Since 2010, HLRS has partnered with the Baden-Württemberg Academy for Nature Preservation and Environmental Protection on a state-funded project titled Sustainability in Supercomputing. With support from the State Ministry for Science, Research, and Culture, the effort is not only focused on making HLRS more environmentally, economically, and socially responsible, but also aims to generate guidelines that high-performance computing centers anywhere can use to achieve these goals.
As Academy Director Claus-Peter Hutter explains, the collaboration with HLRS has exceeded expectations, revealing additional opportunities for partnerships between HLRS and local companies and municipalities.
Because the Academy is an office of the State of Baden-Württemberg's environmental ministry, an important part of our mission is to help anchor the theme of sustainability in society. Because no single person, company, or municipality can make sustainability a reality alone, we network extensively and try to bring together partners who can together help to promote our sustainability goals.
In 2009 partners from the business world brought HLRS to our attention and over the course of conversations with HLRS Director Michael Resch we quickly realized that we shared certain approaches that would make it possible to promote themes like sustainability and environmental responsibility in a high-performance computing center and among others in its network.
At the beginning we developed a kind of itinerary that would enable HLRS to begin engaging with the theme of sustainabilty, and held various workshops to define what sustainability could mean for the center and its daily operation. Building on this, and with our support, HLRS developed a sustainability strategy and is now working hard to live and develop this strategy further. In 2018 the center will also apply for EMAS certification—EMAS (Eco-Management and Audit Scheme) is the most demanding program for sustainability for organizations in the EU. HLRS will also introduce an energy management system meeting ISO 50001 requirements in 2019.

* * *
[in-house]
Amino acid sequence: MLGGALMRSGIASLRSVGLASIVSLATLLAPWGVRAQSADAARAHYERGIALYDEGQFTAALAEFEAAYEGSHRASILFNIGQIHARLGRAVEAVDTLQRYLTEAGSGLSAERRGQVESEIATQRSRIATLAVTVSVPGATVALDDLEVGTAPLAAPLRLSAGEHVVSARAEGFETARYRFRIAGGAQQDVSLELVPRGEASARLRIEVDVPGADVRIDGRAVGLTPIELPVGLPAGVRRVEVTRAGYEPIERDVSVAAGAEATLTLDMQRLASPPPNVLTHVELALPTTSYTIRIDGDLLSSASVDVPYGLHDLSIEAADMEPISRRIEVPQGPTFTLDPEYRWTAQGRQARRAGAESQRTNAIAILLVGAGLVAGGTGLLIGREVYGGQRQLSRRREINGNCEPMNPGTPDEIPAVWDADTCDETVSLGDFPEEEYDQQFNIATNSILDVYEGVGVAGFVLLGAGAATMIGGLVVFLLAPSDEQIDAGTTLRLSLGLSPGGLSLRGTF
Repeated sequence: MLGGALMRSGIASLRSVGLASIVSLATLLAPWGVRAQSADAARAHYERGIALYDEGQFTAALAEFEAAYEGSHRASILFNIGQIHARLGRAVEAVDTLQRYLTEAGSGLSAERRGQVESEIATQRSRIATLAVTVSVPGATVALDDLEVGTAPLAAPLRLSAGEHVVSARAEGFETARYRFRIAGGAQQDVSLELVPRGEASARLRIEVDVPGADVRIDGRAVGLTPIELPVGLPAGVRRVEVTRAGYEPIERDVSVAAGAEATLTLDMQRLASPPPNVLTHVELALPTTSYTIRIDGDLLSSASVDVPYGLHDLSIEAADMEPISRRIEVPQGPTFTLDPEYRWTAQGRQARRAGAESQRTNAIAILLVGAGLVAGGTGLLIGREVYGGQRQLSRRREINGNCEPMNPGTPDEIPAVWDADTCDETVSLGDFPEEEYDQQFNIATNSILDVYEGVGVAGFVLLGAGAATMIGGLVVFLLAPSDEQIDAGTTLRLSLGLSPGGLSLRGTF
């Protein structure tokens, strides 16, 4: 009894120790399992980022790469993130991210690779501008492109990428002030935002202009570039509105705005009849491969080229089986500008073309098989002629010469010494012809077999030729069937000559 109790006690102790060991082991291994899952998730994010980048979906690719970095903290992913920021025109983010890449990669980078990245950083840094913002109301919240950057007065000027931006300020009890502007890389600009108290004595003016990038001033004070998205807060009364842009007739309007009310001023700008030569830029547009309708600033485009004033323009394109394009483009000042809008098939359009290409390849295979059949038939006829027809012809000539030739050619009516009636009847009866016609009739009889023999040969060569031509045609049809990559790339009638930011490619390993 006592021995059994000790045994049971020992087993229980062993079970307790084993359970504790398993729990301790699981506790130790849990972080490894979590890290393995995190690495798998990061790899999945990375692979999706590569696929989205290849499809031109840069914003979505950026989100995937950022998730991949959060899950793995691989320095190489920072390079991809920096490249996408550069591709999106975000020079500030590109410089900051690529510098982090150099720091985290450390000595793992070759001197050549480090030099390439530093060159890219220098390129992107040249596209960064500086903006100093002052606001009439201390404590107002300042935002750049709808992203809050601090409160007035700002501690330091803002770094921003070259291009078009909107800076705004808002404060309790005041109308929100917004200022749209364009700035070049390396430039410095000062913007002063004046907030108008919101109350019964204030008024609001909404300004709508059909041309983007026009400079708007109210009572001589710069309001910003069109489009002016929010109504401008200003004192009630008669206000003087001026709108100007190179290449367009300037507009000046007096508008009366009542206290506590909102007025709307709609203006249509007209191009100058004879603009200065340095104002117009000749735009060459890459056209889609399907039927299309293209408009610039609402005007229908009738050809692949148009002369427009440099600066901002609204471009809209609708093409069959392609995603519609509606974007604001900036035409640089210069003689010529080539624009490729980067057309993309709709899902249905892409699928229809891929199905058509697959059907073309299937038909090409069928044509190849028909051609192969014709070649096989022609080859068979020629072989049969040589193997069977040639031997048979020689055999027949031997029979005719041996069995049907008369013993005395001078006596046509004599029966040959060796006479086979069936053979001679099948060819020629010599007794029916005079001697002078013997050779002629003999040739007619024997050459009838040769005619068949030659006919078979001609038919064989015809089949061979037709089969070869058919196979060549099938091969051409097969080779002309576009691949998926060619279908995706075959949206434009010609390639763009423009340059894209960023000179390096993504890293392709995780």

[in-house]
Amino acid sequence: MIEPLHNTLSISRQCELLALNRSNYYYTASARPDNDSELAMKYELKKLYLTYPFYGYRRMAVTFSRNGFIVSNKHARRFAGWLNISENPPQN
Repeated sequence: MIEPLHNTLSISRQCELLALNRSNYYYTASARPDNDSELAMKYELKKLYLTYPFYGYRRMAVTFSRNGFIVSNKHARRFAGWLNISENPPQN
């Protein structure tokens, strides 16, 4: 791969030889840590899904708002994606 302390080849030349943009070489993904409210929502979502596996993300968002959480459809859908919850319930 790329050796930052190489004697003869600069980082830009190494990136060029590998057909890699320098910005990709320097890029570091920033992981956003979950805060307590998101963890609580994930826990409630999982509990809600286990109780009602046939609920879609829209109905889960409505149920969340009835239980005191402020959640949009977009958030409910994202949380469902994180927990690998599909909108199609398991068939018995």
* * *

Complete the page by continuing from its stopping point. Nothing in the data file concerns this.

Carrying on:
During this process it was also very interesting to learn about additional opportunities that HLRS offers for improving sustainability in Baden-Württemberg.
As an environmental provider, HLRS offers incredible opportunities for city planning and in the development of infrastructure projects for commercial planning. Together with HLRS, for example, we have organized symposia with the Verband Region Stuttgart—an organization that is responsible for regional planning of towns and open space in the greater Stuttgart area. The symposia showed very quickly that HLRS, using simulation and visualization, can help make planning processes, including the challenges and opportunities that they bring, easier to understand.
Simulation is also extremely relevant for studying aspects of climate in cities and in climate protection. Since then the Academy has referred several town councils to HLRS; many were not previously aware of the capabilities that HLRS offers for making the most of data they had gathered.
Simulation is also important for sustainability in industry in Baden-Württemberg. It's an unavoidable fact that high performance computing requires high energy usage, but when one thinks about the importance of wind resistance and technologies for optimizing fluid dynamics in automobile design, one quickly recognizes how simulation helps to save enormous amounts of energy. Today these kinds of approaches can be found everywhere in the engineering sciences.
People often accuse scientists of forgetting to point out how humanity, including the taxpayer, benefits from basic research. HLRS is, of course, a scientific institute but because of the research it supports from industry and society, it also has a great deal of practical experience. This offers the opportunity to facilitate the diffusion of work taking place at the University of Stuttgart into society.
From my perspective, the collaboration between the Academy and HLRS has been a very successful project that has far exceeded our initial goals, and will continue to do so. Working together with HLRS, we have been able to expand our existing network and even create new networks from which all participants are now benefiting. At a basic level, what's happening here is no different than what occurs in nature. Ecological systems are fundamentally networks in which all of the parts depend on one another. The more open we are to working with others—and not just working in isolation—the better we can work for the benefit of the environment and society.
— Interview by Christopher Williams